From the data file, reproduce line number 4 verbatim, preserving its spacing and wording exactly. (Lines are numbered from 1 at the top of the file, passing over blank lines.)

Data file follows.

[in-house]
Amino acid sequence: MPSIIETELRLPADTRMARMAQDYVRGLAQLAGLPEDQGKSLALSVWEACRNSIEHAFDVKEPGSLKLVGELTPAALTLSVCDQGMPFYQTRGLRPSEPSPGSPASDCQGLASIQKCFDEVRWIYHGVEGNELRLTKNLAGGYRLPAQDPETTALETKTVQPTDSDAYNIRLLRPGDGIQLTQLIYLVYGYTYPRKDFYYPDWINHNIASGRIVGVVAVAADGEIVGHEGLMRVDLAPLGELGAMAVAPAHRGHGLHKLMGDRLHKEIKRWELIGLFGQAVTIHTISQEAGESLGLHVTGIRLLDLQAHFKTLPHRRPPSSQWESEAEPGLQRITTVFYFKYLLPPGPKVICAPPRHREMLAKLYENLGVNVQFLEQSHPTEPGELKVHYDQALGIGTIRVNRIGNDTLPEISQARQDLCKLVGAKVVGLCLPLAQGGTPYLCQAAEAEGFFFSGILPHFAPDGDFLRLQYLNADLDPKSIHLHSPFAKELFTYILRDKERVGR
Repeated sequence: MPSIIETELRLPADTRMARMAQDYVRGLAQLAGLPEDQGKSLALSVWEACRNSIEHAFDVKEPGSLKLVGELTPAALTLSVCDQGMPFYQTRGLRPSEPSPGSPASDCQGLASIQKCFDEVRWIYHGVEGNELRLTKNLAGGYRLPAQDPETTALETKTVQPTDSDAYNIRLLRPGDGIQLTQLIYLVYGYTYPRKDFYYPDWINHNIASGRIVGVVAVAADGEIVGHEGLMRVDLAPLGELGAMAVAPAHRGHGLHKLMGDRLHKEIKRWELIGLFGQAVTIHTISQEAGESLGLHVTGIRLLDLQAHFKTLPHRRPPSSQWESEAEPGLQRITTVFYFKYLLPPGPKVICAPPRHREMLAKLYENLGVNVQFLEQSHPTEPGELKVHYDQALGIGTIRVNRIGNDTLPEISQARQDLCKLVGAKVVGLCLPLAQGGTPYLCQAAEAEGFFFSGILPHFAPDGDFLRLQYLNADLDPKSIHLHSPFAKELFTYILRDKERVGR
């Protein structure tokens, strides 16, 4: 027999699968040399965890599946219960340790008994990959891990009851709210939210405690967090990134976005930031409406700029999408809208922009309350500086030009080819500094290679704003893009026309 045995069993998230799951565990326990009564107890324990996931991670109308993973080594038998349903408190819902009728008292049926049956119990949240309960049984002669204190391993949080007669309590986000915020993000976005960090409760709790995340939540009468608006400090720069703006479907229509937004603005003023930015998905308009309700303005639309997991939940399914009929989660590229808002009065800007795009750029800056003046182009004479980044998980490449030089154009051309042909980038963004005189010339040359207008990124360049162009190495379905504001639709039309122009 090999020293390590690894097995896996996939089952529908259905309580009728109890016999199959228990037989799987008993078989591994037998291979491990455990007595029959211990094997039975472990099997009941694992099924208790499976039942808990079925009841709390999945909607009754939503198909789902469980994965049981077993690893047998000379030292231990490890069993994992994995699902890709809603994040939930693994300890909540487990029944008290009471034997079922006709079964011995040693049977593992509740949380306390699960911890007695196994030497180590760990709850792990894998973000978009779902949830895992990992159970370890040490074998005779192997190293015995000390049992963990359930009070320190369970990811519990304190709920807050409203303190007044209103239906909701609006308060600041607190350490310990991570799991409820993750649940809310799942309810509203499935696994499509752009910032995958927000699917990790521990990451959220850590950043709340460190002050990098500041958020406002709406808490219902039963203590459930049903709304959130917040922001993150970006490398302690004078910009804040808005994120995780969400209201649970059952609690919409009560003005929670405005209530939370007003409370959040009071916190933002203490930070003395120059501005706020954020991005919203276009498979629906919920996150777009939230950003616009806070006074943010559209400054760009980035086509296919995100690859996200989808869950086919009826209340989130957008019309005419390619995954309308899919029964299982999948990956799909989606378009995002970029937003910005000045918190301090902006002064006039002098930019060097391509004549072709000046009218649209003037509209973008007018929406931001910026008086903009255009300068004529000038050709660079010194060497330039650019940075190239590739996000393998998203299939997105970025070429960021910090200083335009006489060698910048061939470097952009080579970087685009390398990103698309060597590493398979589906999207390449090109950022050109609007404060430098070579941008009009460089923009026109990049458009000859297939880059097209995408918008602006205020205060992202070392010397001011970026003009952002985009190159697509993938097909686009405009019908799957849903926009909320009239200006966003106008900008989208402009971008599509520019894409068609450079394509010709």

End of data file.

């Protein structure tokens, strides 16, 4: 027999699968040399965890599946219960340790008994990959891990009851709210939210405690967090990134976005930031409406700029999408809208922009309350500086030009080819500094290679704003893009026309 045995069993998230799951565990326990009564107890324990996931991670109308993973080594038998349903408190819902009728008292049926049956119990949240309960049984002669204190391993949080007669309590986000915020993000976005960090409760709790995340939540009468608006400090720069703006479907229509937004603005003023930015998905308009309700303005639309997991939940399914009929989660590229808002009065800007795009750029800056003046182009004479980044998980490449030089154009051309042909980038963004005189010339040359207008990124360049162009190495379905504001639709039309122009 090999020293390590690894097995896996996939089952529908259905309580009728109890016999199959228990037989799987008993078989591994037998291979491990455990007595029959211990094997039975472990099997009941694992099924208790499976039942808990079925009841709390999945909607009754939503198909789902469980994965049981077993690893047998000379030292231990490890069993994992994995699902890709809603994040939930693994300890909540487990029944008290009471034997079922006709079964011995040693049977593992509740949380306390699960911890007695196994030497180590760990709850792990894998973000978009779902949830895992990992159970370890040490074998005779192997190293015995000390049992963990359930009070320190369970990811519990304190709920807050409203303190007044209103239906909701609006308060600041607190350490310990991570799991409820993750649940809310799942309810509203499935696994499509752009910032995958927000699917990790521990990451959220850590950043709340460190002050990098500041958020406002709406808490219902039963203590459930049903709304959130917040922001993150970006490398302690004078910009804040808005994120995780969400209201649970059952609690919409009560003005929670405005209530939370007003409370959040009071916190933002203490930070003395120059501005706020954020991005919203276009498979629906919920996150777009939230950003616009806070006074943010559209400054760009980035086509296919995100690859996200989808869950086919009826209340989130957008019309005419390619995954309308899919029964299982999948990956799909989606378009995002970029937003910005000045918190301090902006002064006039002098930019060097391509004549072709000046009218649209003037509209973008007018929406931001910026008086903009255009300068004529000038050709660079010194060497330039650019940075190239590739996000393998998203299939997105970025070429960021910090200083335009006489060698910048061939470097952009080579970087685009390398990103698309060597590493398979589906999207390449090109950022050109609007404060430098070579941008009009460089923009026109990049458009000859297939880059097209995408918008602006205020205060992202070392010397001011970026003009952002985009190159697509993938097909686009405009019908799957849903926009909320009239200006966003106008900008989208402009971008599509520019894409068609450079394509010709």